Solution) Sometimes pantsers and plantsers and plotters know what kind of writer they are from the get-go. But if you are working on your first novel, or this is your third and you can never seem to get more than a ¼ or halfway through a novel before getting so tangled you are forced to throw your hands up in defeat, consider taking the time to plot out a few points of your novel. I personally have a journal this year that I’m jotting down notes in, and then backing up digitally when I get enough notes to substantially write down. Physically writing your notes down not only gives you a visual reference for your plot, characters and world, but also the added benefit of sensory input. After all, the act of writing things down will help you remember it better than just typing it on a keyboard.

Issue) Figure out how you currently feel about your story. Are you bored with the plot? Characters inconsistent? Pacing is too slow?
Solution) Change things up. Its ok to rip characters from their pages, or completely repaint settings. Throw a wrench into the system with a plot twist or an unexpected character introduction. If you’re bored with your story already, it’s likely that your reader will be too. Prompts and twists will liven your story up not only for your potential reader, but also for you. If you’re bored with parts of your novel, it’s completely fine to abandon or change it. Nano is all about finishing the novel you set out to write, but if you’re not interested in it, or engaged, then that might not happen. Finding ways to get the story written is what this month is about.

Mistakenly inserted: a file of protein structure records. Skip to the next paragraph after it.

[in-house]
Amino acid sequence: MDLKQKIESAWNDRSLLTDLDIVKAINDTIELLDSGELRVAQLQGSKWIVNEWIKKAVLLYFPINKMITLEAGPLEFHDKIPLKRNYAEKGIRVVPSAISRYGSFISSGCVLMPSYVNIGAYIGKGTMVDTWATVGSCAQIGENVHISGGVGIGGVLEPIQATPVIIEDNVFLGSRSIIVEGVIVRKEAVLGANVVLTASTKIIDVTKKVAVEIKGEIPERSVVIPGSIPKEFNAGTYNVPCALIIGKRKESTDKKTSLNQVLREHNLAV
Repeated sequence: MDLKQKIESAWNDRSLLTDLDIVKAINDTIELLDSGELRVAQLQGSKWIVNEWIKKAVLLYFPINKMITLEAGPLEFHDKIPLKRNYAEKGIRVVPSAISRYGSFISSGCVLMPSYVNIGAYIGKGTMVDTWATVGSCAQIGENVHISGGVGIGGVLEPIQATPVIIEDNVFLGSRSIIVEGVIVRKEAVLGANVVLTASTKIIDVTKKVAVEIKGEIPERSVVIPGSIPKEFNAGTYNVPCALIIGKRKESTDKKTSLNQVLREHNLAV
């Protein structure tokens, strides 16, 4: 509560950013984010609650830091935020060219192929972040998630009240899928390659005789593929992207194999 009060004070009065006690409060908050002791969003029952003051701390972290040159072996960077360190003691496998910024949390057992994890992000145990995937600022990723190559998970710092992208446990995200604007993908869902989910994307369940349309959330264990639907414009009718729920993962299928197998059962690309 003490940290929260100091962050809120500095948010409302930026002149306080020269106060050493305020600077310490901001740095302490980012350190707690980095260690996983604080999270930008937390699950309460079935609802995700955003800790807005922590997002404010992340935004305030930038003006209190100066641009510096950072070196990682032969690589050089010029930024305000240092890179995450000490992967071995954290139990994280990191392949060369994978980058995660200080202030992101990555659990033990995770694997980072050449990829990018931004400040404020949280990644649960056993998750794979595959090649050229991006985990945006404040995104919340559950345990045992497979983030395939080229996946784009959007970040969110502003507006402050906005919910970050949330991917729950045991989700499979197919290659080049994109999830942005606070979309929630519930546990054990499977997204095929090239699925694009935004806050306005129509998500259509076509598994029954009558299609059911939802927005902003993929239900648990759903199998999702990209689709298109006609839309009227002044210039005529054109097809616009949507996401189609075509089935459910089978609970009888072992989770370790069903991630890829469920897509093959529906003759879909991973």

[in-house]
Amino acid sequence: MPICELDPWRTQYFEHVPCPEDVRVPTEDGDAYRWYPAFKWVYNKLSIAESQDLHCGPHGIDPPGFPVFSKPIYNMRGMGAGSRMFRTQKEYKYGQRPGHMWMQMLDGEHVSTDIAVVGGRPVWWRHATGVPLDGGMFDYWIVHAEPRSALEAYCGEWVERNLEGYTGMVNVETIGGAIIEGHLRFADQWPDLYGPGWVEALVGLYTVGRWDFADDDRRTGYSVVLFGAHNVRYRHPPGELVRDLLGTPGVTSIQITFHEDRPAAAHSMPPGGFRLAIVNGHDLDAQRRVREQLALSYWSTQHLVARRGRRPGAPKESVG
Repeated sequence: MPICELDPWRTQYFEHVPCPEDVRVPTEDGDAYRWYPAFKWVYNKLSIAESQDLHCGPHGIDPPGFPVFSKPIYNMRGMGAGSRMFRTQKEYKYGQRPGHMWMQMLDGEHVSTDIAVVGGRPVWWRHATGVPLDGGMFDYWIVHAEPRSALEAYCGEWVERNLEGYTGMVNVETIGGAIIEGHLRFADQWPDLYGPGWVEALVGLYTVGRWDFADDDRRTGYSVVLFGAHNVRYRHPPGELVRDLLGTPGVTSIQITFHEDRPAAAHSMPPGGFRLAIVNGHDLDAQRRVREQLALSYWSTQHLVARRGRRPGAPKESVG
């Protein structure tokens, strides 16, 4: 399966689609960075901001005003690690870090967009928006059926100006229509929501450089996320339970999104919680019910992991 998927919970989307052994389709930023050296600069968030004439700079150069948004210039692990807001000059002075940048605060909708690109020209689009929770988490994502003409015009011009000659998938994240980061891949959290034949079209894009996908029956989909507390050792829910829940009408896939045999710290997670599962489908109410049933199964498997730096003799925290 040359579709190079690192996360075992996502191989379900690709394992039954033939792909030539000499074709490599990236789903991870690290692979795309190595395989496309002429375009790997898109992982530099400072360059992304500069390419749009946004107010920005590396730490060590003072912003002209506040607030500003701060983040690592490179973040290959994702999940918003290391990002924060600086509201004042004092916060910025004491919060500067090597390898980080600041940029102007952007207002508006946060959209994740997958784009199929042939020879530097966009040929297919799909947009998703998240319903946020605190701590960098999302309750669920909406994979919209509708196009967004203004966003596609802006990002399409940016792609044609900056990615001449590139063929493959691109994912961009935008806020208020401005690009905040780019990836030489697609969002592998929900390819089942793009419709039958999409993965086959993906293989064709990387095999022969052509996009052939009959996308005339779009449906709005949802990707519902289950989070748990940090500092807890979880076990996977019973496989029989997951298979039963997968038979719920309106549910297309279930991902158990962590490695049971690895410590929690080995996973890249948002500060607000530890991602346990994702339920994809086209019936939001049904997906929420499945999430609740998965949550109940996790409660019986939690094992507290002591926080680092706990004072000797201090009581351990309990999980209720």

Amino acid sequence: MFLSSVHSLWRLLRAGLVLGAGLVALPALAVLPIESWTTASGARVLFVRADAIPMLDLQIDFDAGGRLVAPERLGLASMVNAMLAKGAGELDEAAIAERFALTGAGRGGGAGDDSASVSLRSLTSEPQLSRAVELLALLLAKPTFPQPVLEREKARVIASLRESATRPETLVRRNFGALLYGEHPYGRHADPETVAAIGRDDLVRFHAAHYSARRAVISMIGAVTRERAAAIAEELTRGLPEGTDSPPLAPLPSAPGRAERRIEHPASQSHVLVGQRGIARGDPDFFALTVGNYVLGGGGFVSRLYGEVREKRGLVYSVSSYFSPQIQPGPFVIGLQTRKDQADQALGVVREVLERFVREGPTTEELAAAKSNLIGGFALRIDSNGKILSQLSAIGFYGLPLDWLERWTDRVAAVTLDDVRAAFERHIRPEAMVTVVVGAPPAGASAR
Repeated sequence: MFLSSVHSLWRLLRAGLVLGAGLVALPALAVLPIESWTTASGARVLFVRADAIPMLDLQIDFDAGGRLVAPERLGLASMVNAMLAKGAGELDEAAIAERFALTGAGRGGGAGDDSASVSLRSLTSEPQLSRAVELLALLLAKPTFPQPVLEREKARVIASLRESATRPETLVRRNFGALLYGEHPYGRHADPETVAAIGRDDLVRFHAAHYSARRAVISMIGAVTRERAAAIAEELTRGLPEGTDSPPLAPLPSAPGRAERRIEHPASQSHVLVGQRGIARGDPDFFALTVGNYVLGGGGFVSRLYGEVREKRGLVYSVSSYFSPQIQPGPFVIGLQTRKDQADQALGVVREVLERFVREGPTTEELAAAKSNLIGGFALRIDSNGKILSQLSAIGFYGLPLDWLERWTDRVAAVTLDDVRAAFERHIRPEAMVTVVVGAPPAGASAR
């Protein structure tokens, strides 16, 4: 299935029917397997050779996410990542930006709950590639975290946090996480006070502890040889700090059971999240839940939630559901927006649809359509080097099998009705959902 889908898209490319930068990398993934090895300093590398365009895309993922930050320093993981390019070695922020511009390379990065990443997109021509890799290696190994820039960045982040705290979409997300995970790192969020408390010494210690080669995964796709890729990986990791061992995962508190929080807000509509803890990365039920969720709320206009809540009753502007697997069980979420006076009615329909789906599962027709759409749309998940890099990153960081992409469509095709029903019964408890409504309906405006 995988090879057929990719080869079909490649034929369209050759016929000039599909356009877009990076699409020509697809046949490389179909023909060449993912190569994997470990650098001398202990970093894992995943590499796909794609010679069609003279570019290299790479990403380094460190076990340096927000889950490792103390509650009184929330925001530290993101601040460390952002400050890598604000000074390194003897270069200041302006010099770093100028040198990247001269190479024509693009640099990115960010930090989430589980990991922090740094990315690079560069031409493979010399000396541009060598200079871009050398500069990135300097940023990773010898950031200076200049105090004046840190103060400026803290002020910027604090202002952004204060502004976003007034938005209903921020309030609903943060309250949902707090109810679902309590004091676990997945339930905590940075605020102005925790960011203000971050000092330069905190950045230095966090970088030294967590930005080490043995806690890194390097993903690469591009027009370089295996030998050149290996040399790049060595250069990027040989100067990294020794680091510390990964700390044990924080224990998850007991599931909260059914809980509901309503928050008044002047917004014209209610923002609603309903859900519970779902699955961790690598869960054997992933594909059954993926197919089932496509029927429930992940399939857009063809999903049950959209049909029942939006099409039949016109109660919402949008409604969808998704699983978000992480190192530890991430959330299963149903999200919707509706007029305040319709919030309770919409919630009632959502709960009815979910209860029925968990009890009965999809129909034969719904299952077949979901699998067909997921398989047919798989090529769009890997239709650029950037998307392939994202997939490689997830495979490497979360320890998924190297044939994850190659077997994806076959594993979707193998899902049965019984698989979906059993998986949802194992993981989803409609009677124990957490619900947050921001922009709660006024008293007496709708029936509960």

Issue) Complete and utter lack of motivation or inspiration. This is probably one of the biggest hurdles an author can face. You have the time, you might even have the ideas or a vague urge to write, but the drive—the “why”—has gone from your writing.
Solution) Sometimes the answer to your problem is to just force it. In fact, that’s what I encourage you to do. Which may sound counterintuitive to all the other things that I just talked about, but when all else fails and you’re stuck with what seems like absolutely zero will to write, sometimes just making yourself write down one word at a time—even in the most banal and lackluster way—can often make way to that one sentence that sparks the flames of inspiration and motivation. Take a look at this pep-talk for example. I definitely did not wake up this morning with the motivation to write it (or anything really). But as soon as I started putting finger to keys, I had things I needed to say and the words slowly spilled out.

The biggest point to remember about nano, you are writing a first draft and will most certainly be going back to edit something anyway, so writing your best words the first time isn’t necessary. As long as you can get your story out and into the world, you will be the nano champion we know you can be.